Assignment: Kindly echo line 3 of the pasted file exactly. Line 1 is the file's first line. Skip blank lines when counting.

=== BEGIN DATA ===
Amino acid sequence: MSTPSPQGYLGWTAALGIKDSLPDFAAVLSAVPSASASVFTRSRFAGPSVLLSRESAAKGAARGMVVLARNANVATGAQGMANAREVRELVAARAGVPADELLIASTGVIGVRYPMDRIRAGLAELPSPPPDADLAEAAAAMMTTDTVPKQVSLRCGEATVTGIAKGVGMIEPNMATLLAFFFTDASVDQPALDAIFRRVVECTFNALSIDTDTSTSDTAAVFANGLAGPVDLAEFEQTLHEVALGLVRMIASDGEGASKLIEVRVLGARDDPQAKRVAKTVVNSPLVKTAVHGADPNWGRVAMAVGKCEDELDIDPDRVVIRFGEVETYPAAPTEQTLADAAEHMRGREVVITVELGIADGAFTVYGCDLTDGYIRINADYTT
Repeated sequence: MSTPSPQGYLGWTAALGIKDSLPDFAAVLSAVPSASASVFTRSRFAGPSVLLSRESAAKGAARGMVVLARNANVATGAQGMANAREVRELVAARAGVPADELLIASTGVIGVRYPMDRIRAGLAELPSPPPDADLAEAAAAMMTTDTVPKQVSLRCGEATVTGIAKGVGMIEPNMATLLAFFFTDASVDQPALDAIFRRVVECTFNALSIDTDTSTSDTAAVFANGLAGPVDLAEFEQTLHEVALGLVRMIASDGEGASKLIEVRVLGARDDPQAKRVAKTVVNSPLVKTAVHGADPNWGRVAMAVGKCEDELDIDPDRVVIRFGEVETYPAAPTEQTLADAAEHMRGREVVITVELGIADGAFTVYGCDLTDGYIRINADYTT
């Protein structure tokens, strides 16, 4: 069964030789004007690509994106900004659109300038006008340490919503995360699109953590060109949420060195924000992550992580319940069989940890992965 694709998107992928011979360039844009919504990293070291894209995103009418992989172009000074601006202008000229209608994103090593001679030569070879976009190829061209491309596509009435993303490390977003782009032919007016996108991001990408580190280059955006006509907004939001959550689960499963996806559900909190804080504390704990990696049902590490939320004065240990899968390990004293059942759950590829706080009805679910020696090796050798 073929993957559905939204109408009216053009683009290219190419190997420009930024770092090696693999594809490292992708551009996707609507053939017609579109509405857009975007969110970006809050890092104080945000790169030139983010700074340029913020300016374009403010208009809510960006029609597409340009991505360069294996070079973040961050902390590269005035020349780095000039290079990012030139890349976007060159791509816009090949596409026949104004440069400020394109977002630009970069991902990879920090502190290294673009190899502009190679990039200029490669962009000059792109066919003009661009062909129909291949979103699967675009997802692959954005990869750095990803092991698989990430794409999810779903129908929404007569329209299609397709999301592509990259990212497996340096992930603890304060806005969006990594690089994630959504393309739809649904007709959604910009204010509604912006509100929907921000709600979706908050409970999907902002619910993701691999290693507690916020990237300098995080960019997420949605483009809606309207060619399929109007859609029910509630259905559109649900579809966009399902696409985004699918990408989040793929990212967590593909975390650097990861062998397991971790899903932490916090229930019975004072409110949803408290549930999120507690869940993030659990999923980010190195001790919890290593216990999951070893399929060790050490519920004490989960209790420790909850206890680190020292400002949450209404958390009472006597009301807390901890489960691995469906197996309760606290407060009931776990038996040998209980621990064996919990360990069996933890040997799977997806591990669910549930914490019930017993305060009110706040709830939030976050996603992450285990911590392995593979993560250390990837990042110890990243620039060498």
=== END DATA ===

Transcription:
């Protein structure tokens, strides 16, 4: 069964030789004007690509994106900004659109300038006008340490919503995360699109953590060109949420060195924000992550992580319940069989940890992965 694709998107992928011979360039844009919504990293070291894209995103009418992989172009000074601006202008000229209608994103090593001679030569070879976009190829061209491309596509009435993303490390977003782009032919007016996108991001990408580190280059955006006509907004939001959550689960499963996806559900909190804080504390704990990696049902590490939320004065240990899968390990004293059942759950590829706080009805679910020696090796050798 073929993957559905939204109408009216053009683009290219190419190997420009930024770092090696693999594809490292992708551009996707609507053939017609579109509405857009975007969110970006809050890092104080945000790169030139983010700074340029913020300016374009403010208009809510960006029609597409340009991505360069294996070079973040961050902390590269005035020349780095000039290079990012030139890349976007060159791509816009090949596409026949104004440069400020394109977002630009970069991902990879920090502190290294673009190899502009190679990039200029490669962009000059792109066919003009661009062909129909291949979103699967675009997802692959954005990869750095990803092991698989990430794409999810779903129908929404007569329209299609397709999301592509990259990212497996340096992930603890304060806005969006990594690089994630959504393309739809649904007709959604910009204010509604912006509100929907921000709600979706908050409970999907902002619910993701691999290693507690916020990237300098995080960019997420949605483009809606309207060619399929109007859609029910509630259905559109649900579809966009399902696409985004699918990408989040793929990212967590593909975390650097990861062998397991971790899903932490916090229930019975004072409110949803408290549930999120507690869940993030659990999923980010190195001790919890290593216990999951070893399929060790050490519920004490989960209790420790909850206890680190020292400002949450209404958390009472006597009301807390901890489960691995469906197996309760606290407060009931776990038996040998209980621990064996919990360990069996933890040997799977997806591990669910549930914490019930017993305060009110706040709830939030976050996603992450285990911590392995593979993560250390990837990042110890990243620039060498």